Volkswagen Polo Review
- 2010 Volkswagen Polo Trendline; 1.4-litre, four cylinder, petrol, five-speed manual, three-door hatch - $16,990*
Petite proportions, refined styling and a five-star ANCAP rating make the Volkswagen Polo a very tidy package – and a worthy contender in the light car segment. However, light car favourites such as the Mazda2, Holden Barina, Toyota Yaris and Ford Fiesta continue to steal the limelight – and sales.
The Polo is the entry level Volkswagen and is available in three specification levels, a 1.4-litre Trendline, a 1.2-litre 77TSI Comfortline and a 1.6-litre 66TDI Comfortline. All of which are available with a manual or DSG transmission.
I’m testing the 1.4-litre Trendline which is available as a three-door hatch only.
The 1.4-litre engine of the Volkswagen Polo delivers a perky 63kW at 5,000rpm and 132Nm at 3,800rpm. It’s adequate power for a city-based vehicle of this size and weight, but pulls up a little weak on more demanding roads and when travelling at freeway speeds.
Around town, the Volkswagen Polo is a pleasure to drive and a breeze to manouvre. Measuring at just 4064mm long and 1682mm wide, you’re really not occupying much road space. The five-speed manual gearbox is smooth and gear ratios are well spaced. The often tedious task of changing gears around short trip driving is non-existent thanks to a silky smooth gear shift and light clutch.
The additional power and direct turbo injection you get on the Comfortline would be a welcome upgrade. At a price, of course. The Tendline manual transmission costs $16,990, the 77TSI Comfortline $19,850 and the 66TDI Comfortline $22,350 – also both in manual transmission.
The Polo’s steering is light and yet provides adequate feedback for confident handling. You’ll feel a nice connection with the road.
The suspension set up on the Polo is a not as smooth as I’d hoped, even a little rough at times, but far from uncomfortable. There’s also a bit of road noise to be heard in the cabin.
The driver and front passenger have surprisingly good space and comfort is great. The cloth trim seats are firm and nicely bolstered. The driving position is good, providing easy access to the centre console and good seat and steering wheel adjustability caters to a variety of driver shapes and sizes.
The plastic steering wheel is cheap and tacky in hand, and detracts from the otherwise very stylish and refined interior of the Polo. The centre console and instrumentation is very nicely finished.
This entry level Polo misses out on a multi-function wheel and cruise control, a nicety that many of its competitors offer as standard. For an additional $900, you can option the Comfort Package which includes automatic climate control air conditioning, automatically dimming interior rear-view mirror, cruise control, height adjustable front centre armrest with storage compartment, low tyre pressure indicator, multi-function display, multi-function leather steering wheel and rain sensing windscreen wipers.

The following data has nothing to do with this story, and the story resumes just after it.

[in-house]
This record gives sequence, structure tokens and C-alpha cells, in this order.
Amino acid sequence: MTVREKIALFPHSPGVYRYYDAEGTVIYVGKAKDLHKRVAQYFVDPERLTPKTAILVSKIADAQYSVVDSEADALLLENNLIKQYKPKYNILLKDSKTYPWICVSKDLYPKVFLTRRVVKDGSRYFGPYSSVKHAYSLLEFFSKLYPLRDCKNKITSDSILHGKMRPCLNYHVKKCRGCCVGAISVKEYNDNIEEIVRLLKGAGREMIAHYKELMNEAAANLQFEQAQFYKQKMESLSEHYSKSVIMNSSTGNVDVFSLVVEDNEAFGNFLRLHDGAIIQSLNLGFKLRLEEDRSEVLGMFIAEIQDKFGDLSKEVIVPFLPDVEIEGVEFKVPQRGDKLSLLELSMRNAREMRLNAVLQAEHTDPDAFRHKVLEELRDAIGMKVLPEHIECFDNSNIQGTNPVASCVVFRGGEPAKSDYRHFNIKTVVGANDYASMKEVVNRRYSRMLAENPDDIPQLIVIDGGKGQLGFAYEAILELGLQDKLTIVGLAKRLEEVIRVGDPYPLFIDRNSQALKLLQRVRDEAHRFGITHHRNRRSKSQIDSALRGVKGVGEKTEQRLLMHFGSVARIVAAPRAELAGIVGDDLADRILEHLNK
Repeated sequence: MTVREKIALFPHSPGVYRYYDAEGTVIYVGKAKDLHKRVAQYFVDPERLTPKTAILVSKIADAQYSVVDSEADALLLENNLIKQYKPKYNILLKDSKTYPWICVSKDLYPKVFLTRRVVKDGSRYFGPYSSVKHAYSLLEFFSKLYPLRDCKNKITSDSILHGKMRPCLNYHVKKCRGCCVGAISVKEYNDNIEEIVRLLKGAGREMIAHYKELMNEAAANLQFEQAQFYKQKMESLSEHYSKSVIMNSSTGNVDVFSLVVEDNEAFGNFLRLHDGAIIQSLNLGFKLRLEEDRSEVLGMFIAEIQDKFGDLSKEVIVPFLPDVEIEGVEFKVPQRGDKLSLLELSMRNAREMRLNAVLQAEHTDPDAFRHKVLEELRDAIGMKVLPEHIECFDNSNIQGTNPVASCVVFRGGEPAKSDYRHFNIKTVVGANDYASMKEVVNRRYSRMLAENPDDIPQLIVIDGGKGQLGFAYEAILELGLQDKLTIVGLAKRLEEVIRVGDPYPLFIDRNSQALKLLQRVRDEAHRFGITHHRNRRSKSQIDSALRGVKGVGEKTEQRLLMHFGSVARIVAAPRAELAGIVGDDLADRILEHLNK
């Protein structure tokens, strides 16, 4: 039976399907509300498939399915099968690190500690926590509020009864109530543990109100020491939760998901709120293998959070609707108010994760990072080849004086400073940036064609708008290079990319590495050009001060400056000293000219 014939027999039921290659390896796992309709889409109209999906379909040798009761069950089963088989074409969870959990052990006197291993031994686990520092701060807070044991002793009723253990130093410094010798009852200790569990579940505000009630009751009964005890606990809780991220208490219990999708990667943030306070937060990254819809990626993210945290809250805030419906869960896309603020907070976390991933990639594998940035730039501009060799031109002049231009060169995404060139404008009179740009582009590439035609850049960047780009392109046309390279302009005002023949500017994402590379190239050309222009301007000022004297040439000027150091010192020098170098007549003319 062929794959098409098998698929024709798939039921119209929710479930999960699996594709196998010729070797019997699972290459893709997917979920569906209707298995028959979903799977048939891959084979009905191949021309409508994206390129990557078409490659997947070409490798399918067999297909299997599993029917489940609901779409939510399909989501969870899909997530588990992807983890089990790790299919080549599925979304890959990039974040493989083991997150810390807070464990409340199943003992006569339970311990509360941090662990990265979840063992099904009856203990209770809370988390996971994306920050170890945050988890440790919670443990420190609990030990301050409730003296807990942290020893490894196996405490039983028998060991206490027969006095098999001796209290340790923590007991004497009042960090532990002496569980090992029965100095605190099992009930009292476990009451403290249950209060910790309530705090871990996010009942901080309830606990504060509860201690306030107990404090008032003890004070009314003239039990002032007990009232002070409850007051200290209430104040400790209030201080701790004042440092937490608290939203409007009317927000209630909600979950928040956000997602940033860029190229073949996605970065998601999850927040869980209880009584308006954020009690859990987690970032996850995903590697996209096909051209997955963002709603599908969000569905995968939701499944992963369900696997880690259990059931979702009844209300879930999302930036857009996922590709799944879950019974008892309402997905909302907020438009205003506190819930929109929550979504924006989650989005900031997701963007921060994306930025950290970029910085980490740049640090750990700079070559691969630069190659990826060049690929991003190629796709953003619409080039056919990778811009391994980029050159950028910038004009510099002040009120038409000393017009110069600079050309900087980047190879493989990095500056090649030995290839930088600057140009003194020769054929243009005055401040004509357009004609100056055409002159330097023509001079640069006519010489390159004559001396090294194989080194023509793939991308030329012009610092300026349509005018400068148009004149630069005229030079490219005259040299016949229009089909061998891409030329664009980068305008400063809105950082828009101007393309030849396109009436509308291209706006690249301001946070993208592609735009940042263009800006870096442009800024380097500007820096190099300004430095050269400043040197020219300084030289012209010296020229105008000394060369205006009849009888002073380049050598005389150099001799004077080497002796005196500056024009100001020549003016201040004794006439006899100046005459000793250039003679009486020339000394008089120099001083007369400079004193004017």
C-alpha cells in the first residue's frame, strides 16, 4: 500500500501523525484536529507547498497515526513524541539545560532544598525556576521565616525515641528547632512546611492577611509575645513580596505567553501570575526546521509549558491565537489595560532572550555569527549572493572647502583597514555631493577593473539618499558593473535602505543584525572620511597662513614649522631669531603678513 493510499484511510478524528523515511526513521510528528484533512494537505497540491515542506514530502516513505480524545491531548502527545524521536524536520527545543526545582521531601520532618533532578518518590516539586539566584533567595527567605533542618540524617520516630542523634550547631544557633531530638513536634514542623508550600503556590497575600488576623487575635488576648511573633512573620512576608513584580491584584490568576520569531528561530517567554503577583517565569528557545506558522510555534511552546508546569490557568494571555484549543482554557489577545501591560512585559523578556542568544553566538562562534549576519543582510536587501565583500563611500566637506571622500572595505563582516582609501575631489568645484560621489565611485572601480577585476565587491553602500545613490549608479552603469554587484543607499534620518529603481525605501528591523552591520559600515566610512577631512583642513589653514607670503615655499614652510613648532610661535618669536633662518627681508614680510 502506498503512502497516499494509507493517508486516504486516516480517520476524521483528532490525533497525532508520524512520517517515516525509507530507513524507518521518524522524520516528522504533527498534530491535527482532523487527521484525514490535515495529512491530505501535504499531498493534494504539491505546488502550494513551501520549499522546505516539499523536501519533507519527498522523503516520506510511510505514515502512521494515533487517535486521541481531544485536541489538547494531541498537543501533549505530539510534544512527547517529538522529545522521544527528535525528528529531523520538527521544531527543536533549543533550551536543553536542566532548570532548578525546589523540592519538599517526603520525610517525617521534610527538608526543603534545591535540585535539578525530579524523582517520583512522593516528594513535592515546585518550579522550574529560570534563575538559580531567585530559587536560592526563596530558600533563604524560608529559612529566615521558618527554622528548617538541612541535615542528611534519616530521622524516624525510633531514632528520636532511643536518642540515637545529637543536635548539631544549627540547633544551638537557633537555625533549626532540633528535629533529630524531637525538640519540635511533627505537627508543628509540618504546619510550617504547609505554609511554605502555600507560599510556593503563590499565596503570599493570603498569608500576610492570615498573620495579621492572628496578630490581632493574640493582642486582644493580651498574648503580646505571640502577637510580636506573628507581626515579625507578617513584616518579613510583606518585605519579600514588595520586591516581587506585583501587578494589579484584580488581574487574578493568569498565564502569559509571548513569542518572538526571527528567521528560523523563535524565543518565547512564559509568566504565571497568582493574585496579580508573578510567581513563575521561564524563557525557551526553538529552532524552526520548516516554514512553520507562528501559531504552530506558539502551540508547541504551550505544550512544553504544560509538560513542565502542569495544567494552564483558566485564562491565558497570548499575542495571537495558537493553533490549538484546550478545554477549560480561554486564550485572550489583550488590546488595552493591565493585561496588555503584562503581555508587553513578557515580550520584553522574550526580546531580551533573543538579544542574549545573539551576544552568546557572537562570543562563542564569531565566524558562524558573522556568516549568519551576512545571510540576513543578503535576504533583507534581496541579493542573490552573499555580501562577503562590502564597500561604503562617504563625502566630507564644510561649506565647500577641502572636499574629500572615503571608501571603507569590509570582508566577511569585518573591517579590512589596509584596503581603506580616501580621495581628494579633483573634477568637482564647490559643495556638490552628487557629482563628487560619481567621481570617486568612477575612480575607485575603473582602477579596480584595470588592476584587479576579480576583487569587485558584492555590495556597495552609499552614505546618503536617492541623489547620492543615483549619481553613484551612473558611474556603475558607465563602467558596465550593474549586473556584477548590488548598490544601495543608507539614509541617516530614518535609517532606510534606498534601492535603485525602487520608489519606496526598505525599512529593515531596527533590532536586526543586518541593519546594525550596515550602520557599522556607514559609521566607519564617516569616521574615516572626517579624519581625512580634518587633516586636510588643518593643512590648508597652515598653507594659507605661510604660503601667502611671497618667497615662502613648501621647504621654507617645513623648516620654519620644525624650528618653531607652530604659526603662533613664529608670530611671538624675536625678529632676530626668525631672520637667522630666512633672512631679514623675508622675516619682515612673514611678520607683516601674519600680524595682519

Second row in the Polo is snug – as you might expect. Entry to the second row is quite good. I even installed a baby seat and managed to cope with loading a baby in and out of the back seat every day without too much hassle.
While there is room for three in the second row, I wouldn’t want to be sitting three-up back there. Two people fit comfortably, leg room included. There are no creature comforts in the second row however - no directional air vents, no opening windows and no storage.
All five passengers have headrests and three point safety belts. There’s also provision to fit three child seats in the second row.
Despite the minute proportions of the Polo, the hatch and 60/40 split fold system provides a decent space if you need to pack a load.
The Polo’s exterior looks modern with its body coloured bumper bars, door handles and wing mirrors, tinted glass. Even this baby of the Volkswagen stable boasts some handsome Volkswagen genes.
Fourteen inch steel wheels are an appropriate pick for this cars character. A full size steel spare wheel is also included.
The Polo’s audio/entertainment system is adequate, but young and/or tech savvy buyers may be left wanting. It includes an AM/FM radio with MP3 compatible CD player, auxiliary input and six speakers. A Bluetooth hands free kit is available as an accessory.
Fuel consumption for the Polo Trendline manual transmission is quoted at 6.1 litres per 100km for a combined cycle, 8.2 for an urban cycle and 4.9 for extra urban.
The Volkswagen Polo receives a five-star safety rating from ANCAP. Safety features include six airbags – twin front, side and curtain - as standard, along with anti-lock brakes with electronic brakeforce distribution and brake assist.
The Volkswagen Polo exudes a very different personality to its rivals – slightly mature and distinctly premium. While on paper there are obvious gaps if you compare spec for spec – in both power and equipment - there’s something about the Polo that I find enticing. I’d certainly recommend small car buyers get behind the wheel of a Volkswagen Polo and draw their own comparison.
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